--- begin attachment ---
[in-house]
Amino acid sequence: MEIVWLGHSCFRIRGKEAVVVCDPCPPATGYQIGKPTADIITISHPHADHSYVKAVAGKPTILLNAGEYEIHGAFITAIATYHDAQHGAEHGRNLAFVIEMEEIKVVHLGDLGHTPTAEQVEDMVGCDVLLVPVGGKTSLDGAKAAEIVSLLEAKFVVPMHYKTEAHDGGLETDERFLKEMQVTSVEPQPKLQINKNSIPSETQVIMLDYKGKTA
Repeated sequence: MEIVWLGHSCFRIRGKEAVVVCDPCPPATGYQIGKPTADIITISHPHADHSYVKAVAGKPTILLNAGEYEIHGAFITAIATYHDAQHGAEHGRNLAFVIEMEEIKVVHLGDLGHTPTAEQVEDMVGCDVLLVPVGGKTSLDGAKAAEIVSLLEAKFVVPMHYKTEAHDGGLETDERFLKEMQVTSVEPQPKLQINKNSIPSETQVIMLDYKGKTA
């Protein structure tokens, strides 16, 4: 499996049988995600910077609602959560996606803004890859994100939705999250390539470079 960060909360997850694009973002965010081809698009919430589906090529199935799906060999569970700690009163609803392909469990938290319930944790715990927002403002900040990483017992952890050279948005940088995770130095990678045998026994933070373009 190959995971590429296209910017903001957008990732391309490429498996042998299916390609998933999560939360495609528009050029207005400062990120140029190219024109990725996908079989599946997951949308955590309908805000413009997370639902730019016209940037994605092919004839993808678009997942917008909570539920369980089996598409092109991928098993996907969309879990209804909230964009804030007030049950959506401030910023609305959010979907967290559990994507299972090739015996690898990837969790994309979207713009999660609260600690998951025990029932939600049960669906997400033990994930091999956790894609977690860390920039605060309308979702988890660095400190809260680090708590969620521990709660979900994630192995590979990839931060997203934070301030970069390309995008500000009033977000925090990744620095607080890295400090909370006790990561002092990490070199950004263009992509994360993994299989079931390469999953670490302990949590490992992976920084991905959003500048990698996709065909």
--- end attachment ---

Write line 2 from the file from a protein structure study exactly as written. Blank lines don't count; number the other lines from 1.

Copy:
Amino acid sequence: MEIVWLGHSCFRIRGKEAVVVCDPCPPATGYQIGKPTADIITISHPHADHSYVKAVAGKPTILLNAGEYEIHGAFITAIATYHDAQHGAEHGRNLAFVIEMEEIKVVHLGDLGHTPTAEQVEDMVGCDVLLVPVGGKTSLDGAKAAEIVSLLEAKFVVPMHYKTEAHDGGLETDERFLKEMQVTSVEPQPKLQINKNSIPSETQVIMLDYKGKTA